In short, crates satisfy three of our basic monkey drives: climbing, finding things to eat, and breaking things. They are so widely used that humor website Old Man Murray coined the term "Start-to-Crate", referring to the length of time between starting a game and encountering the first crate or barrel - most games don't rate especially high. Tropes Are Tools: crates have too many gameplay uses to ever die.
- 1 Video game examples
- 1.1 Action Adventure
- 1.2 Action Game
- 1.3 Adventure Game
- 1.4 Beat'Em Up
- 1.5 Fighting Game
- 1.6 First-Person Shooter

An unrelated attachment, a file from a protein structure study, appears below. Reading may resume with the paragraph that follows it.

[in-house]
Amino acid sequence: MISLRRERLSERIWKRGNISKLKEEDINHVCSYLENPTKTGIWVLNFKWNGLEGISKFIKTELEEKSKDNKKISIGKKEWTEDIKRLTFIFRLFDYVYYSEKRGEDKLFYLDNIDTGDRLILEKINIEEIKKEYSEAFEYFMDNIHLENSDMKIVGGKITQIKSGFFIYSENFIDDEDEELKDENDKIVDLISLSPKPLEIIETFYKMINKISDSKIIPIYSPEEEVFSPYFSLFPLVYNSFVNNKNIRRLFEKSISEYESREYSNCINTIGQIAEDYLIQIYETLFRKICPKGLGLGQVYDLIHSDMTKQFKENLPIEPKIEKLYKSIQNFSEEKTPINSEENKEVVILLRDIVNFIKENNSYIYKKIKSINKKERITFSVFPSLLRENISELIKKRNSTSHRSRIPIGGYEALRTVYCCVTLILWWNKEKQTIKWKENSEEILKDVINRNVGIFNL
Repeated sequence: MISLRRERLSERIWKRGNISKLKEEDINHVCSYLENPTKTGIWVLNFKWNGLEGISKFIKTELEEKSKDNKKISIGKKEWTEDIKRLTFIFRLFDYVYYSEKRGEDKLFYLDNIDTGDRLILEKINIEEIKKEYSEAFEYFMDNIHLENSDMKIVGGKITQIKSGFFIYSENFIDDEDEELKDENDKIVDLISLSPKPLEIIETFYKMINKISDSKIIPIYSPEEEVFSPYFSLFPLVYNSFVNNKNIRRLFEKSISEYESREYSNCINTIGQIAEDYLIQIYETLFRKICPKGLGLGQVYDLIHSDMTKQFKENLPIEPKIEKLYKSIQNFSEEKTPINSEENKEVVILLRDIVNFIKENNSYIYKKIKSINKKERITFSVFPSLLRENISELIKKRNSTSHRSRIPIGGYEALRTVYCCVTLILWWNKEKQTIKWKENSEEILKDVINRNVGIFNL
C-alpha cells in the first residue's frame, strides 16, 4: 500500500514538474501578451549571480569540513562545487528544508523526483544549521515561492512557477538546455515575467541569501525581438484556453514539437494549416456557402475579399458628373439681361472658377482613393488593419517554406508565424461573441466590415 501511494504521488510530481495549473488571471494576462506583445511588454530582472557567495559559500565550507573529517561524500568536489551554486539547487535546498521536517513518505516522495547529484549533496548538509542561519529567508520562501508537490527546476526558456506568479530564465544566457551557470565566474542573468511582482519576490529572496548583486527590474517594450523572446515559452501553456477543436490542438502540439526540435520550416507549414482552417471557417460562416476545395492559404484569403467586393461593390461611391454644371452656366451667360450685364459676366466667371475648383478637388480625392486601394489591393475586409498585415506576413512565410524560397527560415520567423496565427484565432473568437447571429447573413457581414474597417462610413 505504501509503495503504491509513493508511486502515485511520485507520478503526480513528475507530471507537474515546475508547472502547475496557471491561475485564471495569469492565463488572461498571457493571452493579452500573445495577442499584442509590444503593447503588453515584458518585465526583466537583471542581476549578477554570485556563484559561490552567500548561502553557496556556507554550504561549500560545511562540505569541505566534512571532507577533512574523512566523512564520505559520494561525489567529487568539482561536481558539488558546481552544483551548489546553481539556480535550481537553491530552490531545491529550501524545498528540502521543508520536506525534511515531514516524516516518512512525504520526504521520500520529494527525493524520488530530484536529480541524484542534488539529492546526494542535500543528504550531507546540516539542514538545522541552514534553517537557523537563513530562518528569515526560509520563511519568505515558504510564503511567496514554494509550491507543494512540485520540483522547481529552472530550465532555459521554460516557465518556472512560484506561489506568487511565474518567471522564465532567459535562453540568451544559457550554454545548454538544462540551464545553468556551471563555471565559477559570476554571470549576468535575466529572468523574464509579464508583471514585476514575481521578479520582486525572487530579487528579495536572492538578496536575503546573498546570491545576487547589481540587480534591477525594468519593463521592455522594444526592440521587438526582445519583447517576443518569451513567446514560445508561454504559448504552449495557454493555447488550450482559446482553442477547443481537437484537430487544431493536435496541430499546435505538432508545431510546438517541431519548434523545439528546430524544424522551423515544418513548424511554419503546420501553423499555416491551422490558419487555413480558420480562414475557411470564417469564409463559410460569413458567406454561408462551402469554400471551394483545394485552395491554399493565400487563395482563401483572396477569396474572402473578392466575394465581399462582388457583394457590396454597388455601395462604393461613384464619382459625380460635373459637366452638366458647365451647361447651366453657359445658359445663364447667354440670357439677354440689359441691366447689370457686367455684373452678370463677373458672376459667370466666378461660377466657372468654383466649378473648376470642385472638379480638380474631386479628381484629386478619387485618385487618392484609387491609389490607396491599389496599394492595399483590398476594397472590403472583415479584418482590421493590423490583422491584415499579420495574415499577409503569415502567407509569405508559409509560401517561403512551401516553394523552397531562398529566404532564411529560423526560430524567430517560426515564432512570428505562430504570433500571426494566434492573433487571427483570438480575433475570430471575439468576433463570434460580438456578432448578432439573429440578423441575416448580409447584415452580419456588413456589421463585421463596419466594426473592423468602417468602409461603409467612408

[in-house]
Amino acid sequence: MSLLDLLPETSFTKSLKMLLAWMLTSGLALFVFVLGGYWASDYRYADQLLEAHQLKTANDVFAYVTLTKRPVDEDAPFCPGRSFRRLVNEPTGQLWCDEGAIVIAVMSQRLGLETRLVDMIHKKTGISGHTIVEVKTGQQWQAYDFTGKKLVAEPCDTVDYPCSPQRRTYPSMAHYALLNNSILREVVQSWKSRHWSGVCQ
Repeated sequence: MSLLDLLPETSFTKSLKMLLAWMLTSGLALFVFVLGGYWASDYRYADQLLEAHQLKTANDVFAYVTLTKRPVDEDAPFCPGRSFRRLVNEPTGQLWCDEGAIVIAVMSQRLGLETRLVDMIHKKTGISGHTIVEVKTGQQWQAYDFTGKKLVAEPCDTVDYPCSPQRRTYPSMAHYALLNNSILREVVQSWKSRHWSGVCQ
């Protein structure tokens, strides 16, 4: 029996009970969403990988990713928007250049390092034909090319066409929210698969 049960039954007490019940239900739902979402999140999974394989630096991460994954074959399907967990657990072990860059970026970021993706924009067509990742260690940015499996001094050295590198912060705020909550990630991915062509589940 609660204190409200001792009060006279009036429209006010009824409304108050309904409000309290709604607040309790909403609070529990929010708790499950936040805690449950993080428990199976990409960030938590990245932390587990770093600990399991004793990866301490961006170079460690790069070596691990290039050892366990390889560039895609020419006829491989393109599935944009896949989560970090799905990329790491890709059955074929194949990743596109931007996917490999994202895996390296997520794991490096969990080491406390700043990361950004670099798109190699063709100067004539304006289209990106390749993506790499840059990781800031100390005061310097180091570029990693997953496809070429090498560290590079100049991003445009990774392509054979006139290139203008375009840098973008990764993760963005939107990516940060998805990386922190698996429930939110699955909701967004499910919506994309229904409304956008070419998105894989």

- 1.7 Hack and Slash
- 1.8 MMORPGs
- 1.9 Platform Game
- 1.10 Puzzle Game
- 1.11 Real Time Strategy
- 1.12 Roguelike
- 1.13 Role-Playing Game
- 1.14 Simulation Game
- 1.15 Survival Horror
- 1.16 Third-Person Shooter
- 1.17 Turn Based Tactics
- 1.18 Wide Open Sandbox
- 2 Non-video game examples
Video game examples
- Crates in Star Fox Adventures tend to be of the "contains one food item" variety. A couple are completely empty.
- Link comes across randomly located crates in The Legend of Zelda Twilight Princess, which he can destroy with his sword (or, if you're a wolf, your claws) to reveal hearts and Rupees. These crates are found all over the place; there are even crates, for no discernible in-game reason, on small islands in the middle of Lake Hylia. In Ocarina of Time, one crate in Kakariko contains a Cucco. And then there's the boxes inside Lord Jabu Jabu (the giant whale-god of the Zoras in The Legend of Zelda Ocarina of Time) that you can break open to get hearts and other items.